Our California coast has an abundance of seals and sea lions, from San Diego to the North Coast. When you visit the beach at La Jolla, go whale watching in Newport, or bike along the water in Monterey, look for seals and California sea lions. Here’s a few tips about how to tell them apart:
- Who’s barking loudly? Sea lions bark, bark, bark and hang out together in groups. Elephant seals make sounds more like burping, screeching, snorting or growling.
- Look at the front flippers – Seals have very short, wide front flippers (harbor seals have claws too). Sea lions front flippers are long and narrow, and they use the flippers to move across the sand.
- Check out the ears – Sea lions ears are external, with a little flap folded over. For seals, the ear is internal and concealed.
- Eyes and body – Seals have big eyes (excellent vision under water) and a round or barrel shaped body. Sea lions are long and sleek, with a narrow head.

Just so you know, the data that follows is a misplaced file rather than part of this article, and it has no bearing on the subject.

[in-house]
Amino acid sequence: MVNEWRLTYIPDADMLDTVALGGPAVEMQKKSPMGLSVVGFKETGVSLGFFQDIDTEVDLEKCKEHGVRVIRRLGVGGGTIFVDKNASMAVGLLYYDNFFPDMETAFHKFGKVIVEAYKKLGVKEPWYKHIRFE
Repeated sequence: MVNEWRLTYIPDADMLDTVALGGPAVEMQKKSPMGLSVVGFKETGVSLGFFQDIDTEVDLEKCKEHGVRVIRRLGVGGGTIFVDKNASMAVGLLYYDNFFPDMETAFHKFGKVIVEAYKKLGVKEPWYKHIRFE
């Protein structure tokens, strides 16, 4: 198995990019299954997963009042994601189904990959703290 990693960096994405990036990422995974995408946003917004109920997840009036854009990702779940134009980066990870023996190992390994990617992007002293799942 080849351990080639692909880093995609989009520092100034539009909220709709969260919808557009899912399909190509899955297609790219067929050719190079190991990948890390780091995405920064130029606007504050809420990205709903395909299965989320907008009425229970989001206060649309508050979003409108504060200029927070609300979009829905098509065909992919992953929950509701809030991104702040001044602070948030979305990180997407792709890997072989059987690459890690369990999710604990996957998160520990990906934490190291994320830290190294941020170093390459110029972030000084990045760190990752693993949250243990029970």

San Francisco is famous for Pier 39, where the California sea lions “haul out” on the wooden docks, loll around in bunches, and are noisy like second graders at recess. At the Santa Cruz wharf, out in the ocean sea lions relax in a circle around each other, but they’re also “surfers” – sea lions can ride on the crest of a wave.
Northern elephant seals are truly weird looking – it’s that big nose that looks sort of like it’s growing. And they are big, males can be thousands of pounds. Each year elephant seals return to the same breeding grounds at Ano Nuevo, Piedras Blancas, and Chimney Rock in Point Reyes.
On our last trip to Monterey, we saw harbor seals basking on the rocks in the water around Old Fisherman’s Wharf and rolling around the in the water – so much fun to watch.
Tip: On whale watching cruises off California, you may not always spot the big whales, but you can count on seeing seals and sea lions.
In our photo – on the left is lovely a harbor seal from Monterey; on the right, a self-confident sea lion in Santa Cruz.